For the past fifteen years, during my morning appointment with the muse (I’ve shown up most days, even if she hasn’t), I play a game. I pretend that language is older than life on this planet, older than life on any planet, the planets themselves, stars—even this universe. I assume that language is built into the fabric of reality itself and, therefore, due to both its age and experience, has something to teach me. Thus, I come to language every morning in order to discover myself, rather than to express myself. This difference involves more than semantics; it is as important a distinction as can exist for writers, dividing them and their work into two camps with, I believe, two entirely different results.
1. Writing as expression tends to be predictable; writing as discovery tends to subvert the reader’s expectations. We’ve all heard the maxim “No surprise for the writer, no surprise for the reader.” Writing to express means that the writer already “knows” (on some level) what’s going to be written before it comes out. Writing to discover oneself means that there is an open-endedness to the drafting of each line or sentence that always leaves room for lightning to strike.
How often in a workshop have you heard a writer defend a particular word or phrase against a suggested change with “but that’s not the way it happened!”? I love Dorianne Laux’s response: “We love you, but we really don’t care”—meaning that what’s important is the poem, the story, the end result, not that you are faithful in providing a precise chronicle of events or expressing your particular take on them. In poetry—Laux’s and my genre—language trumps the writer’s experiences, opinions, and beliefs every time because, as Lewis Turco points out in The Book of Forms (University Press of New England, 2000), “poetry is the art of language.” But even in other genres, it is the emotional truth conveyed in a fresh way, rather than mere historical facts, that maintains the reader’s interest.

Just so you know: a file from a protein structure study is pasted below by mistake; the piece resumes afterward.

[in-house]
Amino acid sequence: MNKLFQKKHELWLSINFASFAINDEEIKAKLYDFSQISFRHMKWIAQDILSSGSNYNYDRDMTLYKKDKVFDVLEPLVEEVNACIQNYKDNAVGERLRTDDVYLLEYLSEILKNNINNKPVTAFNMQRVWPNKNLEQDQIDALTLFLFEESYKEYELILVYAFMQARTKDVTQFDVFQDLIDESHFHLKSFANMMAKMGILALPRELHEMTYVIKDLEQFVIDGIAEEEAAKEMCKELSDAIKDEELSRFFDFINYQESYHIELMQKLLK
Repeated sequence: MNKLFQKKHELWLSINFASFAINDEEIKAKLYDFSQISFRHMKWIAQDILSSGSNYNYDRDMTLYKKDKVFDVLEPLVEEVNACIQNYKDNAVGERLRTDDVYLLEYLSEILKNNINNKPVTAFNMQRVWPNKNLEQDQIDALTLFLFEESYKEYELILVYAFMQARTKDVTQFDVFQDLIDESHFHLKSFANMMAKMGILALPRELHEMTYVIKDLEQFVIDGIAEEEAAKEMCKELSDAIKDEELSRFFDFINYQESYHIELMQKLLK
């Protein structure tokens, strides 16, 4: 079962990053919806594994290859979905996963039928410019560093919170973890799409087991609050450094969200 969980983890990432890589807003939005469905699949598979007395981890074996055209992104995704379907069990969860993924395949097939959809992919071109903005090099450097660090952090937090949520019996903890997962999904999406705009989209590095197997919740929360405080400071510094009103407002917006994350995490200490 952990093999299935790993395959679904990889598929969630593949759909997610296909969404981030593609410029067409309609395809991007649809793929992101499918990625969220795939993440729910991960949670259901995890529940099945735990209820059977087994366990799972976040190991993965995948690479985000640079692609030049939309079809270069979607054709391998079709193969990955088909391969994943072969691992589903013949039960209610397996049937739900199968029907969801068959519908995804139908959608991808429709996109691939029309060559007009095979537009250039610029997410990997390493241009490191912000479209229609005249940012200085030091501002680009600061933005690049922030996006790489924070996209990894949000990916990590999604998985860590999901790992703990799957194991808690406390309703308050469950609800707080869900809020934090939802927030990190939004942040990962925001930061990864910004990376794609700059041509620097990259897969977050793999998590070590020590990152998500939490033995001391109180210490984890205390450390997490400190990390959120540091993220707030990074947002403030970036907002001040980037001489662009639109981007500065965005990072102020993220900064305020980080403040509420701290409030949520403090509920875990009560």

2. Writing as expression tends to deplete a writer; writing as discovery tends to enrich a writer with even greater potential for creating new work. From Larry Levis, in “Elegy with a Thimbleful of Water in the Cage,” we learn that one characteristic of a voice so absorbed in self-expression that it diminishes into silence is its increasing lack of particularity:
Like the voice that went on whispering ceaselessly its dry rage
Without listeners. He said that even if anyone heard it,
They could not have recognized the dialect
As anything human . . .
. . . he began to lose interest in stories, & to speak
Only in abstractions, to speak only of theories,
Never of things.
Then he began to come in less frequently, and when he did,
He no longer spoke at all.
Then near the close of the poem, Levis gives us these astonishing lines:
What do you do when nothing calls you anymore?
When you turn & there is only the light filling the empty window?
When the Angel fasting inside you has grown so thin it flies
Out of you a last time without your
knowing it, & the water dries up in its thimble . . .
. . . I’m going to stare at the whorled grain of wood in this desk
I’m bent over until it’s infinite,
I’m going to make it talk, I’m going to make it
The it in these last lines is literally the wood in the poet’s desk, but metaphorically it is the page and the language of specificity that fills it when the poet writes. This process of listening to one’s own writing until it “confesses every thing” is what achieves the quality of poems Levis wrote; expressing one’s abstract thoughts about it leads to a drought of words—“the water dry[ing] up in its thimble.”
3. Writing as expression is like breathing out without breathing in—try that for a minute or so and see what happens. Writing as discovery is inhaling the words of great writers and watching that language evolve into something new that you exhale into the world. This is a corollary to number 2 above. I’ve long held to the idea that writer’s block is really only reader’s block in disguise. When writers come to me for help, one of the first questions I ask them is what they are reading. Most of the time they’re not reading anything. When I’m in a slump, I read those writers whose language speaks to me (like Levis). Or—here’s the open-ended aspect again—I read against my own grain—writers I don’t particularly like, to see what their language has to say to me.
Then I go to sleep, and wake up in time once again for my appointment with the muse of language, and see if she has anything to say.
Terry Lucas won the 2014 Crab Orchard Review Special Issue Feature Award in Poetry. His most recent chapbook, If They Have Ears to Hear, won the Copperdome Award from Southeast Missouri State University Press, and his full-length collection of poems, In This Room, is forthcoming from CW Books in February of 2016. Terry is Associate Editor of Trio House Press, and a freelance poetry consultant at www.terrylucas.com.